Thumbs Up For Bournedale Schoolhouse

Repair work will resume on the historic Bournedale Schoolhouse.ENTERPRISE FILE PHOTOGRAPH - Repair work will resume on the historic Bournedale Schoolhouse.

Repairs to the cupola and the windows of the 107-year-old Bournedale Schoolhouse can proceed without the Cape Cod Commission weighing in on the project.

This week, the Bourne Historic Commission voted that the planned work was considered non-substantial repairs, and could proceed without further ado.

Residents approved $100,000 in Community Preservation Act funds for restoration of the old schoolhouse at Town Meeting in May.

Because the building is on the National Register of Historic Places the commission was charged with determining whether a proposed renovation of the building “constitutes a ‘substantial alteration’ as defined within the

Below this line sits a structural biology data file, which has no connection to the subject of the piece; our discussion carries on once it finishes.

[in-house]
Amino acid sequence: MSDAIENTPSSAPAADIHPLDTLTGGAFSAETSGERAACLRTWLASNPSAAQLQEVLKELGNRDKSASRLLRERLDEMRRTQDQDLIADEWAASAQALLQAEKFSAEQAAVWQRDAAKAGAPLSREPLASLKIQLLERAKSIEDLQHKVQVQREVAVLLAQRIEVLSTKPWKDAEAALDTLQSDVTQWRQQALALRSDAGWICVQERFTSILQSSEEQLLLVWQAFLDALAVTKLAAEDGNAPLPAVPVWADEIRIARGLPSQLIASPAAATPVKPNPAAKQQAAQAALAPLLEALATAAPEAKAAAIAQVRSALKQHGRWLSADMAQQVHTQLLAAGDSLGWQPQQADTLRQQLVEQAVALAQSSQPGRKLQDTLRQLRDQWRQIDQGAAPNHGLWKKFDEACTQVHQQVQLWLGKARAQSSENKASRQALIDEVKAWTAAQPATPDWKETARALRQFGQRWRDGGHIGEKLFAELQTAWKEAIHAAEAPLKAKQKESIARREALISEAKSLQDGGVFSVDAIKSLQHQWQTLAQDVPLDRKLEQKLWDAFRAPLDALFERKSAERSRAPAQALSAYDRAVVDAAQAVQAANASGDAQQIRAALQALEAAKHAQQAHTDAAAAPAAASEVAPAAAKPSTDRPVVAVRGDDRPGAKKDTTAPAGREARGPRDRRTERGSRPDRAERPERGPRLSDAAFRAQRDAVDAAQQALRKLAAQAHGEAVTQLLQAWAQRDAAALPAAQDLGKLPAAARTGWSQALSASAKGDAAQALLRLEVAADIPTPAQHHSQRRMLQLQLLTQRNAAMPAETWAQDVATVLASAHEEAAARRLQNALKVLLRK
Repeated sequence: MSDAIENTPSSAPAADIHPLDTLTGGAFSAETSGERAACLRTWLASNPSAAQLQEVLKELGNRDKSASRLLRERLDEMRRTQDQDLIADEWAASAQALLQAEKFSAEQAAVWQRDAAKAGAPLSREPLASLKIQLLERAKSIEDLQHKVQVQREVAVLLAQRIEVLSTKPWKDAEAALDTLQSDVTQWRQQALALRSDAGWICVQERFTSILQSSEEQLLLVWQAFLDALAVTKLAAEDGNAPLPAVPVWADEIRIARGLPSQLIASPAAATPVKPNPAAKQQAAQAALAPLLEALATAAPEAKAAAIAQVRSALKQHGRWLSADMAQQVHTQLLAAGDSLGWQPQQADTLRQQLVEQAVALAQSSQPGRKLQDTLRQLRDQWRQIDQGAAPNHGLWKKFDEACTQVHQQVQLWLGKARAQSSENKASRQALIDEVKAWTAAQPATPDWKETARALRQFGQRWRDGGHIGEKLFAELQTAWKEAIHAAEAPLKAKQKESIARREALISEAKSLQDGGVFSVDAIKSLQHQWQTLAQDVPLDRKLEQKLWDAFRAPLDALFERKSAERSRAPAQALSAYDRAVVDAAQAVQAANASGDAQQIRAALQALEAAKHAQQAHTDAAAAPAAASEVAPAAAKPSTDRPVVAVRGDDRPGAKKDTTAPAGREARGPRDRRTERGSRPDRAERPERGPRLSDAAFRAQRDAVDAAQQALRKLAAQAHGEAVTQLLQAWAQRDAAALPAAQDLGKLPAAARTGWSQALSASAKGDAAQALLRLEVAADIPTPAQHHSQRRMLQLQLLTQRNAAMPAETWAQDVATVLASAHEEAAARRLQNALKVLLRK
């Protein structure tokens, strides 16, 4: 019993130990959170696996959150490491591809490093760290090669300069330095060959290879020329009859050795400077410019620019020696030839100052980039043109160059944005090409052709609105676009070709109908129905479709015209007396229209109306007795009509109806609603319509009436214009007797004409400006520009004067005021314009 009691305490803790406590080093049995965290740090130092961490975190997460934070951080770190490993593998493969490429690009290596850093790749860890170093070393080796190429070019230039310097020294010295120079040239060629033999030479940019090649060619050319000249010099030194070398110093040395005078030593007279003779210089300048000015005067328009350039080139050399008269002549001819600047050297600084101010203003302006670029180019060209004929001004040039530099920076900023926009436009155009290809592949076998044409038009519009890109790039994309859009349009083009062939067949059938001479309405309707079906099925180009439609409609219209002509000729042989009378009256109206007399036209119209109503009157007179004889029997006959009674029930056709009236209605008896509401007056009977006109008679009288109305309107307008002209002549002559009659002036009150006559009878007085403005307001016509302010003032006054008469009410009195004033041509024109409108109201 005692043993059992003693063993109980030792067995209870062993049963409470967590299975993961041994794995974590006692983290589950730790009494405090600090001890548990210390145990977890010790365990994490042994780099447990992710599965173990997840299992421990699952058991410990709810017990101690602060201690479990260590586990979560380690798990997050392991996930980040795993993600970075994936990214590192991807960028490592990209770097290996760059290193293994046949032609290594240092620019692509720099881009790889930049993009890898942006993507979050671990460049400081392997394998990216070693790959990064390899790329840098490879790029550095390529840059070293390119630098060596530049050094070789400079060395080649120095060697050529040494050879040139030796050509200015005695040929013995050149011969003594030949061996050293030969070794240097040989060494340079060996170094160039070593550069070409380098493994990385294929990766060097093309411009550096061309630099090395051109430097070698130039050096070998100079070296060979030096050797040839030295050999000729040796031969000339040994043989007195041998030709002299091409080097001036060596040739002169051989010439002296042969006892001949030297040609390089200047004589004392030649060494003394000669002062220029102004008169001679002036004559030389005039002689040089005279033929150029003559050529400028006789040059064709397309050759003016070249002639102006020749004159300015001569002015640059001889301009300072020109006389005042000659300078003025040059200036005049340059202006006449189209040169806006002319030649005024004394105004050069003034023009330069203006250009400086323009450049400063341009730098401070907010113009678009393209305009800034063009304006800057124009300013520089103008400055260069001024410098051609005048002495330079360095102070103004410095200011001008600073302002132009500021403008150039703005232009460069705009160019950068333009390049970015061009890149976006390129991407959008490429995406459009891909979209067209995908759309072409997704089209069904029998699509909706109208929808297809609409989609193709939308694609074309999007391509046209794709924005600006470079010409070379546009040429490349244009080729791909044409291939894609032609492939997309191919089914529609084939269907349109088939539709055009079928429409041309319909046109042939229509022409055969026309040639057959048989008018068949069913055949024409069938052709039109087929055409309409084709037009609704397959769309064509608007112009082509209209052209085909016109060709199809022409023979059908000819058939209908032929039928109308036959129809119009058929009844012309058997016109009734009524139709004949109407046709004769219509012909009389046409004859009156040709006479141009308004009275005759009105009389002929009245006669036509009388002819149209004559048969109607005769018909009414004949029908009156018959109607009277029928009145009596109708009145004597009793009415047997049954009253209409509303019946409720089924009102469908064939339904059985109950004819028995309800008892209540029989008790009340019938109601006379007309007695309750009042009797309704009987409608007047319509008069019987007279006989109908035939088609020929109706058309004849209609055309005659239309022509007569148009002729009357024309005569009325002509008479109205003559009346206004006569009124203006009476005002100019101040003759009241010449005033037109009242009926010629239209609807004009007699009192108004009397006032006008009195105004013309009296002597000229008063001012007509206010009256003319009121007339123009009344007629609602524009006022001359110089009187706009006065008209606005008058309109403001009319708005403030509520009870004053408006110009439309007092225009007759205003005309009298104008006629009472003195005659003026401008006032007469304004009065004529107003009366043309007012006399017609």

Enabling regulations of the Code of the Cape Cod Commission.”

If the work had been deemed substantial, the project would have been referred to the Cape Cod Commission for review.

The historic commission outlined its approval of the project in a letter to town planner Coreen V. Moore and director of public works and facilities, Jonathan R. Nelson.

“At a public hearing held on Tuesday, August 26,  the Bourne Historical Commission voted unanimously to approve the following motion:

“Move a finding that the restoration proposed for the Bournedale Schoolhouse and carried out though a C.P.A. grant, does not jeopardize the historic structure’s individual eligibility for listing in the National Register of Historic Buildings, or its status as a contributing structure in a National Register of Historic Districts, if applicable.

“The restoration consists of replacement of siding and underlay sheathing of the schoolhouse in a manner keeping with the previous siding of the structure. The painting will also be in keeping with the restoration and preservation of the structure. There is no substantive change or alteration to the structure,” wrote Judith A. Riordan, chairman of the Bourne Historical Commission.

Work had already started on the structure before Ms. Moore discovered the loophole that required the historic commission’s vote. Work was stopped until the vote could be taken and it will now resume.


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